• GLAdvisor (student loan management and financial advice for hire; I do some consulting for them)
  • askheatherjarvis.com (My site!  Loads of info on Public Service Loan Forgiveness and more)


About the Author

Heather Jarvis

Former capital defense attorney and long-time public service advocate Heather Jarvis dedicates herself to helping students make informed decisions about their student loans.

Since 2005, Heather has helped more than an estimated 25,000 students understand and overcome college debt through in-person and online trainings and resources.

Want to learn more about Public Service Loan Forgiveness?  Heather provides free tools and information for student loan borrowers and the people who love them at askheatherjarvis.com.

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Attending an Idealist Graduate School Fair? Here’s what you need to know

Connect with programs and friends at an Idealist Grad Fair (Photo Credit: Joanna/Staff)

One of the most important aspects of applying to graduate school is selecting the programs that are best suited towards your career goals and needs as a student. To help you narrow down which programs are best for you, we’re hosting 17 Graduate School Fairs around the country, starting this week in New York City.

However, we know that attending a fair and connecting with hundreds of people and potential programs can be a bit overwhelming. To cut through the confusion, we’ve outlined how to make the most out of attending an Idealist Grad Fair:

Do your homework

Before the fair, identify which attending programs and graduate schools you’re most interested in and scout them out. Review graduate school websites and other resources, like Idealist’s Grad Fair Resource Center, to give you a better sense of what the schools and programs are like, and which ones may interest you more. Doing your research will help you identify the schools you’ll want to speak with and get more information from on the day of the fair.

Prepare questions to ask representatives. Asking questions can help determine if a program fits your interests and goals. For example, you may want to know how the admission process works, what courses the program offers, or what the student life is like.

And, don’t forget to RSVP! This ensures you’ll get the most out of a fair by allowing representatives to have enough informational materials for all attendees. If you’re interested in attending an Idealist.org Grad Fair you can click here to RSVP today.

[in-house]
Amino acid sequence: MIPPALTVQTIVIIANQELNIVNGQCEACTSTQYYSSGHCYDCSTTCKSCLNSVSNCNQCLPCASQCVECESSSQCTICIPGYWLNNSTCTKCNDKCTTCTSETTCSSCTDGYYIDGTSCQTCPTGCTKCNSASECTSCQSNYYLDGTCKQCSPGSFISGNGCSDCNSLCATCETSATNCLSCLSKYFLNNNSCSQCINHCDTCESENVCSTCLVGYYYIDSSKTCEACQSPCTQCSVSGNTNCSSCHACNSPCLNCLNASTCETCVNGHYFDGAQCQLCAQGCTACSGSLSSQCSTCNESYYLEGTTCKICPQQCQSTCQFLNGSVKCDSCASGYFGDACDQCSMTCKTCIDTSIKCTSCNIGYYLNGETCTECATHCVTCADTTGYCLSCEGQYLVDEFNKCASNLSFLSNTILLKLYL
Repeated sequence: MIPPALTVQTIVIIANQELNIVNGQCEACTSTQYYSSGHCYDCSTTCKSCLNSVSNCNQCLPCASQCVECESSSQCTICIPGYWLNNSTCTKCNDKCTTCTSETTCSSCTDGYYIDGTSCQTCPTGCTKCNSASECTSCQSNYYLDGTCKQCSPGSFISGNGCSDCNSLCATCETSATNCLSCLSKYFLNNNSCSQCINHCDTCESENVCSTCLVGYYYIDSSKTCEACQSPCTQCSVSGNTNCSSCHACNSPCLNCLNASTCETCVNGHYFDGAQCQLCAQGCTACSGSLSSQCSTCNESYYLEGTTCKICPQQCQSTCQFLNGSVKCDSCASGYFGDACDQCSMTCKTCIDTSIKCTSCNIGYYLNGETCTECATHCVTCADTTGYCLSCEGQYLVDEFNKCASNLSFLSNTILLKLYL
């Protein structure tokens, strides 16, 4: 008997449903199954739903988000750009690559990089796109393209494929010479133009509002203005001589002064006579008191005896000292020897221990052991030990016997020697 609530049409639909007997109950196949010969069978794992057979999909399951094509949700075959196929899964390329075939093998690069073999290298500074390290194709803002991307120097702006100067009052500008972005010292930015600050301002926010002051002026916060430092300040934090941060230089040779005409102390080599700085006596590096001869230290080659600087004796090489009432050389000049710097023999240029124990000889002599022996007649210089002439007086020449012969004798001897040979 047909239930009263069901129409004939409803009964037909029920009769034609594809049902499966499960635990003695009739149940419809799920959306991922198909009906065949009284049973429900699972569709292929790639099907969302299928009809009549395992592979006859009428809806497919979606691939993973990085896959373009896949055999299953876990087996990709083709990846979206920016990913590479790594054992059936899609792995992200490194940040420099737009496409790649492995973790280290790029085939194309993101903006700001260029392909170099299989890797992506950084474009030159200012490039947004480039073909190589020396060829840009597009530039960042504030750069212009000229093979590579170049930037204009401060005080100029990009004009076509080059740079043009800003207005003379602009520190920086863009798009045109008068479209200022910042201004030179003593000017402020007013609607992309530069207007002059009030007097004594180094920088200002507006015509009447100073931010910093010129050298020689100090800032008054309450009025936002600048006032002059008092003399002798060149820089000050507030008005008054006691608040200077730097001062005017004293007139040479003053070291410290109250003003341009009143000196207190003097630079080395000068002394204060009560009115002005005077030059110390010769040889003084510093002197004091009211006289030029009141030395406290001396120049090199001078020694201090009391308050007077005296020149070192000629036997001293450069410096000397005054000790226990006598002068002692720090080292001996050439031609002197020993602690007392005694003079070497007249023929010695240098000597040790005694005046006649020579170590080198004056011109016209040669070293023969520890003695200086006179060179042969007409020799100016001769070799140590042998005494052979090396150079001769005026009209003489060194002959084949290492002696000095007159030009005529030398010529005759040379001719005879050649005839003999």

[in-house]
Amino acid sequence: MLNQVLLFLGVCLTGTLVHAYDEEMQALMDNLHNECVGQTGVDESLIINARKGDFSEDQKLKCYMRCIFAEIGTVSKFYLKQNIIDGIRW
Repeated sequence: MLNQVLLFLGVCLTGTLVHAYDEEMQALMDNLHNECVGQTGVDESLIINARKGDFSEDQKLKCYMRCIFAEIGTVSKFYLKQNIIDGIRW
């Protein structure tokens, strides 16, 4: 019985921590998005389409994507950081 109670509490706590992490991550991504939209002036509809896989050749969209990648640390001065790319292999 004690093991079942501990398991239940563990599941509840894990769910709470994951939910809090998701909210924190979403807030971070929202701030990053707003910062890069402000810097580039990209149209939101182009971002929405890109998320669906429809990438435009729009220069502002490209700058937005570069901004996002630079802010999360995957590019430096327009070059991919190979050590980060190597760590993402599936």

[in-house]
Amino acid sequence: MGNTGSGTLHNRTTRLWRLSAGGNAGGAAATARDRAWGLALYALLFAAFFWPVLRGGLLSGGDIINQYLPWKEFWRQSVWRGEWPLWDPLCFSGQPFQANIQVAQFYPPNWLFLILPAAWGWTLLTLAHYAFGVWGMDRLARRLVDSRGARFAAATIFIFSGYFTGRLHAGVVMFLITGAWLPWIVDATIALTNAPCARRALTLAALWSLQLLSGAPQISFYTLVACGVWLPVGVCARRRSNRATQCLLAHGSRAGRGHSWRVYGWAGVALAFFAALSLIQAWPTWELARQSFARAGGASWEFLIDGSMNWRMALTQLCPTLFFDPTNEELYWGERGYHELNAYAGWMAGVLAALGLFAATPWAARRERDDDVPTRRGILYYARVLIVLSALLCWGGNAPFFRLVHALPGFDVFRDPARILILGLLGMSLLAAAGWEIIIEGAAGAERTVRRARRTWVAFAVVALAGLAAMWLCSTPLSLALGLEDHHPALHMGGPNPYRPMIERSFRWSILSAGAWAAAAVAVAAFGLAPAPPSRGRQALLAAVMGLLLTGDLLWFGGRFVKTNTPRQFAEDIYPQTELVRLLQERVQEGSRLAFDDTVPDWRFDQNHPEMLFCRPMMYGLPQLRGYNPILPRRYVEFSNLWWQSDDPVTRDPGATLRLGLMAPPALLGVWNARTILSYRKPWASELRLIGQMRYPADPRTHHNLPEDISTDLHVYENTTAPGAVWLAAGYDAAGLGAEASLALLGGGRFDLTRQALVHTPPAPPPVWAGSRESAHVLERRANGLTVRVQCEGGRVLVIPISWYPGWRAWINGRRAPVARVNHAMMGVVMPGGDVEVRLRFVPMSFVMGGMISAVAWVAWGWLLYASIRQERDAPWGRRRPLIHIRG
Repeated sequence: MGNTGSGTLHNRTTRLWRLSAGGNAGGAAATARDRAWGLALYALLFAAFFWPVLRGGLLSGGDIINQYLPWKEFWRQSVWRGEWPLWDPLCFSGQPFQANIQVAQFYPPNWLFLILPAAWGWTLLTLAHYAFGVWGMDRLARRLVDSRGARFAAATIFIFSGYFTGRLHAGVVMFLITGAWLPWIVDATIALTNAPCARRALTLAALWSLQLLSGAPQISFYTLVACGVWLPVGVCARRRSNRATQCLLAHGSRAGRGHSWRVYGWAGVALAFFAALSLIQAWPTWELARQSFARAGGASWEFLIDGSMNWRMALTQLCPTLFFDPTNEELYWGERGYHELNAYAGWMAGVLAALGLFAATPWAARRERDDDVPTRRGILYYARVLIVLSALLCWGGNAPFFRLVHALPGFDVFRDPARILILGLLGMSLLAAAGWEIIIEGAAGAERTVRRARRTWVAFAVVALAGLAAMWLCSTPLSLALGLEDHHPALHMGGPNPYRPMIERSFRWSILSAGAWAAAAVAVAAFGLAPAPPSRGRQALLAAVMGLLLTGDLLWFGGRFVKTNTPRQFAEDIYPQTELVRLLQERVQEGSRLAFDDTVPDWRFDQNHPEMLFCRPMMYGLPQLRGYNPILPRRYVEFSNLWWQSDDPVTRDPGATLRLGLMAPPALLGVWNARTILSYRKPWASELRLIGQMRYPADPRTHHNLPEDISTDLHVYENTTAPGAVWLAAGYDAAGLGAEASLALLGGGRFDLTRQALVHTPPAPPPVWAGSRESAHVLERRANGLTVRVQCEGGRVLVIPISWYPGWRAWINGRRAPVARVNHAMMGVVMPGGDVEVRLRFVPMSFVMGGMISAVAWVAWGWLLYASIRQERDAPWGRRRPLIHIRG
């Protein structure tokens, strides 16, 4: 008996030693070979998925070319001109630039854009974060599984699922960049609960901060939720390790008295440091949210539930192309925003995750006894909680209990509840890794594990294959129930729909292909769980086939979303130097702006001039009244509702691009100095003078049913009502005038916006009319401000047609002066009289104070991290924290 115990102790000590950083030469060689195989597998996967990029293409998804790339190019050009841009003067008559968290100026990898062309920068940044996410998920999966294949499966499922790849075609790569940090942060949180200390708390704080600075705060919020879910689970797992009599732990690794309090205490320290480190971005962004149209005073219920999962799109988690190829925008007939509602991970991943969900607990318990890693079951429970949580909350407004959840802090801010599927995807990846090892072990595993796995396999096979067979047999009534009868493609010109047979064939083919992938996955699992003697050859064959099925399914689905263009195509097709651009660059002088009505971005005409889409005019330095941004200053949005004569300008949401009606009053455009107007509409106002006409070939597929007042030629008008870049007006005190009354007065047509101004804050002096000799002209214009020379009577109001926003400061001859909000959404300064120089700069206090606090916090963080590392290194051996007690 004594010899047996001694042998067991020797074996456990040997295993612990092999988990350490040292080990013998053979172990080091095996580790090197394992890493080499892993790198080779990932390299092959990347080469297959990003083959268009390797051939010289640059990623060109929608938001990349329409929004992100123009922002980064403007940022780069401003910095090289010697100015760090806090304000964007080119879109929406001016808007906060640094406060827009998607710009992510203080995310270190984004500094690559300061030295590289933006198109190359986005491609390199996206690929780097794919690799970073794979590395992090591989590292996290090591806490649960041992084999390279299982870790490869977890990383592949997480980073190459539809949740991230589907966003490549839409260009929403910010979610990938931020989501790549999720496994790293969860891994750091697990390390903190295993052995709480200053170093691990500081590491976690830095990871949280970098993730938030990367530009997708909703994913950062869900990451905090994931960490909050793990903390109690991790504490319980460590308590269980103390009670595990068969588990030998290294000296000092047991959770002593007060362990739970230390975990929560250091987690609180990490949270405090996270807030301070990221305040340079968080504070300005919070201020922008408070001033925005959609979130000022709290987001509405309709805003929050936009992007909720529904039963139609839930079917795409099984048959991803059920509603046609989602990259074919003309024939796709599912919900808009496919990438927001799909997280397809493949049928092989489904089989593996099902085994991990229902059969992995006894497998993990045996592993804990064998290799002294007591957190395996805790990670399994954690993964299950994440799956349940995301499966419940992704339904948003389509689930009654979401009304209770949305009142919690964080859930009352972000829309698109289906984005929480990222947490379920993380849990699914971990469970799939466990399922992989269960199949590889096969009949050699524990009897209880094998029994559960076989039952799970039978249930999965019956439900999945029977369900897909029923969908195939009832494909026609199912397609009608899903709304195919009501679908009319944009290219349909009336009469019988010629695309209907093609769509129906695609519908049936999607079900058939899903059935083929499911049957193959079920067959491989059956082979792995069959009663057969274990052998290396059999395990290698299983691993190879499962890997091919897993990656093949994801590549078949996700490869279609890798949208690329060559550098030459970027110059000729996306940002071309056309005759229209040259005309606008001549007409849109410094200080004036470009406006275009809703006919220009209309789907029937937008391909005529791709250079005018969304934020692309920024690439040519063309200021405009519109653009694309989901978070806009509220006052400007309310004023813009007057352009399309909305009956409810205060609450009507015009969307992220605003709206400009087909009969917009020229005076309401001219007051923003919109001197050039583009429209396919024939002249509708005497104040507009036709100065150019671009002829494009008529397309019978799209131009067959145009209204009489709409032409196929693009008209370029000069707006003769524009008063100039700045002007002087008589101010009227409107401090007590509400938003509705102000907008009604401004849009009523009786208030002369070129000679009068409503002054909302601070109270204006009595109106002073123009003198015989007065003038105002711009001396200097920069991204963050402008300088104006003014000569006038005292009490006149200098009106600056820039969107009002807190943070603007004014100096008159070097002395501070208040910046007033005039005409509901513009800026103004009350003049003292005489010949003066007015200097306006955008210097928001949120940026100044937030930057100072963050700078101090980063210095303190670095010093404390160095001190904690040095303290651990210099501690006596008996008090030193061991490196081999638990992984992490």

The big day

Now that you’re prepared and ready to find yourself a school remember these few tips on the day of the grad fair:

  • Dress casually, but appropriately. Remember, you still want to make a good first impression.
  • Arrival early to give yourself plenty of time. Take a moment to check out your surroundings and pick up a map if available. If you’ve done your research and know which schools you’re interested in head toward those first.
  • Be prepared to answer questions. Representatives might be curious to why you’re thinking about graduate school, what degree you are looking to pursue, or when you plan on attending.
  • Network. Use this as an opportunity to get representatives direct contact information. This gives you the ability to ask follow up questions or get in contact with someone from that school in the future.
  • Take advantage of the free workshops or informational sessions, like the Q & A sessions that are held at Idealist Grad Fairs every year. These can range from guest speakers to a panel of experts who are there with the best intentions to help you.

After you’ve attended remember to follow up with any additional contacts, and if you have further questions get a hold of one of the many representatives you spoke with at the fair. Good luck on your graduate school hunting, and we hope to see you at one of our 17 Idealist Grad Fairs across the country this fall!

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How to find the perfect graduate program

It’s back-to-school time! To help you prepare, each Tuesday over the next few weeks, we’re featuring advice on finding, applying, and paying for graduate school. Read our first post on three good reasons (and one bad reason) to go to grad school. Want more information? Be sure to visit our Graduate School Resource Center and attend a free Grad School Fair near you!

In this piece, writer, program officer, and member of the Young Nonprofit Professionals of NYC Eleanor Whitney shares her experiences finding the right graduate degree program.

by Eleanor Whitney

I’ll admit it: I dreaded the process of finding a graduate program. I knew that graduate school would be an important investment in my career and myself, but the finding the right program felt like a chore. I’ve built my career working in museums and nonprofit arts organizations and saw that universities were rapidly expanding their graduate program offerings in specializations related to my field, but was unsure if that was the kind of program I wanted.

Starting my research